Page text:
Due to Covid 19 pandemic, geopolitical unease, and economic stagnancy, numerous Vietnamese companies are struggling to survive in accumulated losses. Suffering mounting losses, certain publicly traded companies are now on the verge of being delisted, even some big boys in the stock market. This writing will discuss some points in relation to compulsory delisting and its repercussions.

Regulations on the delisting of shares

Apart from mounting losses, please refer below to the events in which a listed company may be delisted.

  • The listed company is delisted according to SSC’s notification;
  • The listed company suspends or is suspended from its main business operations for at least 01 years;
  • The listed company has its Certificate of Enterprise Registration or operation license revoked;
  • The listed company’s shares are not traded on the Stock Exchange for 12 months;
  • Shares are not put into trading within 90 days from the day on which the listing is approved by the Stock Exchange;
  • The listed company incurs losses in 03 consecutive years or the total accumulated deficit exceeds the charter capital contributed in reality or has a negative owner’s equity in the latest audited annual financial statements;
  • The listed company ceases to exist due to re-organization, dissolution, or bankruptcy;
  • The audit organization refuses to audit or has adverse opinions or refuses to render opinions about the latest annual financial statements of the listed company or has qualified opinions about the annual financial statements of 03 consecutive years;
  • The listed company submits its annual financial statements behind schedules for 3 consecutive years;
  • SSC, the Stock Exchange discovers that the listed organization uses fraudulent documents in the application for listing;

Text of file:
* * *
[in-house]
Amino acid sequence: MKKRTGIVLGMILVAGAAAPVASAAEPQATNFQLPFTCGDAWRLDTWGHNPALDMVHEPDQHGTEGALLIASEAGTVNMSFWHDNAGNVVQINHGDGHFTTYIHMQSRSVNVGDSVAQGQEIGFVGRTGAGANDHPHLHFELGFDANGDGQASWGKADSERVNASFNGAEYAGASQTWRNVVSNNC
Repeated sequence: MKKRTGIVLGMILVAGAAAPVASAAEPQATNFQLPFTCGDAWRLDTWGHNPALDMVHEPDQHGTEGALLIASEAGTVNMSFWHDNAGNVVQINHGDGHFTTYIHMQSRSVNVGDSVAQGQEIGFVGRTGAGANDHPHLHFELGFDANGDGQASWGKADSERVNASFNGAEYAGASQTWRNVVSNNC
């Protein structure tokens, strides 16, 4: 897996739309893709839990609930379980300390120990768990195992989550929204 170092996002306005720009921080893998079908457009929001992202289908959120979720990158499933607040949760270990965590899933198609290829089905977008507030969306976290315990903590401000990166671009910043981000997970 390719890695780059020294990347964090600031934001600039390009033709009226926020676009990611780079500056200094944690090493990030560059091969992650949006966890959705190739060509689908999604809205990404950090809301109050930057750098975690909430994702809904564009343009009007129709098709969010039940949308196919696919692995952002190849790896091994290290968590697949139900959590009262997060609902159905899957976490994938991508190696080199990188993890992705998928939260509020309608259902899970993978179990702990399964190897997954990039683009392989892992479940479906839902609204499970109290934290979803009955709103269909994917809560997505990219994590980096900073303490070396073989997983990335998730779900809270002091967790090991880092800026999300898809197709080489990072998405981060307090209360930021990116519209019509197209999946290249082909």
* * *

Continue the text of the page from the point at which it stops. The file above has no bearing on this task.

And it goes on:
• The listed organization commits the relevant violations specified by the Law on Securities;
  • The listed organization is suspended or banned from operating in its main business lines;
  • The conditions for listing after the merger, partial division, or restructuring are not fully satisfied; the organization does not apply for listing or continued listing after the merger, partial division, or restructuring within the required period;
  • The listed organization fails to fulfill its obligation to disclose information and fails to fulfill its financial obligations to the Stock Exchange and other cases in which compulsory delisting is deemed necessary by the Stock Exchange or SSC in order to protect the interests of investors.


Shares of the company delisted but still satisfy the conditions applicable to a public company, public company must register for trading on the Upcom trading system. Once delisted mandatorily, shares of that company will be deemed as junk stocks.

The elimination of such so-called junk stocks is inevitable, but who will suffer the most from the delisting?

Those are serious shareholders and public investors. Though shareholders will still hold their ownership of the stocks, most of the stocks before delisting will fall into a state of steep decline in market price, the price is often much below the par value, the liquidity is meager, and many stocks have zero trading volume.

There are even cases where the decision to delist is just a way for a large group of shareholders to have the opportunity to achieve their own goals. When no longer listed, businesses neglect to disclose information, stock prices, and liquidity decline, and minor shareholders may be forced to sell shares and that is when large shareholders buy cheaply.

Not only that but there are also many cases where the stocks before the time of delisting do increase in price because there are rumors about new investors who will be restructured and acquired by large companies and causing investors to rush to collect stocks with the fear of missing out and then stay in penitence. This can also be the last trick of the listing game builder before delisting the business.

In the current context, when the Vietnamese stock market is in need of greater transparency, the amount of inside information leaked to the market is relatively large. Such information may make the market highly volatile and create favorable conditions for only a small number of investors. In the meantime, minor investors are oblivious to such information and will be the “moths”.